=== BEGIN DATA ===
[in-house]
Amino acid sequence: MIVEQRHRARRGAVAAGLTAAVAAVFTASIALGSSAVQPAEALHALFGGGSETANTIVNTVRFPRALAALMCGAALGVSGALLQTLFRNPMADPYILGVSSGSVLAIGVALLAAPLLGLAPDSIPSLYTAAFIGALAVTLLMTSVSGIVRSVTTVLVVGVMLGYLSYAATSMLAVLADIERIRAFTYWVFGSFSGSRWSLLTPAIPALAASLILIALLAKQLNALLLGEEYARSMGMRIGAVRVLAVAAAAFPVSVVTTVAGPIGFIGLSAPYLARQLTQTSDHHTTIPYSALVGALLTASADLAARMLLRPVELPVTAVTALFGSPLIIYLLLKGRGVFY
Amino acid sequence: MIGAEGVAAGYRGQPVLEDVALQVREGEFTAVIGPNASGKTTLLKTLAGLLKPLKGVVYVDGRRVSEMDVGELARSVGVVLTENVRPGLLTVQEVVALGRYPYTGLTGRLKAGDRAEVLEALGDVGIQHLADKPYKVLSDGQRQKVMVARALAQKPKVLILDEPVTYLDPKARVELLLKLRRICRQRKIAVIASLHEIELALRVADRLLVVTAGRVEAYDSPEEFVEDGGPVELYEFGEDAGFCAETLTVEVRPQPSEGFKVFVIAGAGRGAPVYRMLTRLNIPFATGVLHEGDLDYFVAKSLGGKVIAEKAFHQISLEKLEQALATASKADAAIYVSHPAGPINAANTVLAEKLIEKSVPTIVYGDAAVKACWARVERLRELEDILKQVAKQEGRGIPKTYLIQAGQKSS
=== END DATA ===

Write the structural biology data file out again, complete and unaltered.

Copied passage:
[in-house]
Amino acid sequence: MIVEQRHRARRGAVAAGLTAAVAAVFTASIALGSSAVQPAEALHALFGGGSETANTIVNTVRFPRALAALMCGAALGVSGALLQTLFRNPMADPYILGVSSGSVLAIGVALLAAPLLGLAPDSIPSLYTAAFIGALAVTLLMTSVSGIVRSVTTVLVVGVMLGYLSYAATSMLAVLADIERIRAFTYWVFGSFSGSRWSLLTPAIPALAASLILIALLAKQLNALLLGEEYARSMGMRIGAVRVLAVAAAAFPVSVVTTVAGPIGFIGLSAPYLARQLTQTSDHHTTIPYSALVGALLTASADLAARMLLRPVELPVTAVTALFGSPLIIYLLLKGRGVFY
Amino acid sequence: MIGAEGVAAGYRGQPVLEDVALQVREGEFTAVIGPNASGKTTLLKTLAGLLKPLKGVVYVDGRRVSEMDVGELARSVGVVLTENVRPGLLTVQEVVALGRYPYTGLTGRLKAGDRAEVLEALGDVGIQHLADKPYKVLSDGQRQKVMVARALAQKPKVLILDEPVTYLDPKARVELLLKLRRICRQRKIAVIASLHEIELALRVADRLLVVTAGRVEAYDSPEEFVEDGGPVELYEFGEDAGFCAETLTVEVRPQPSEGFKVFVIAGAGRGAPVYRMLTRLNIPFATGVLHEGDLDYFVAKSLGGKVIAEKAFHQISLEKLEQALATASKADAAIYVSHPAGPINAANTVLAEKLIEKSVPTIVYGDAAVKACWARVERLRELEDILKQVAKQEGRGIPKTYLIQAGQKSS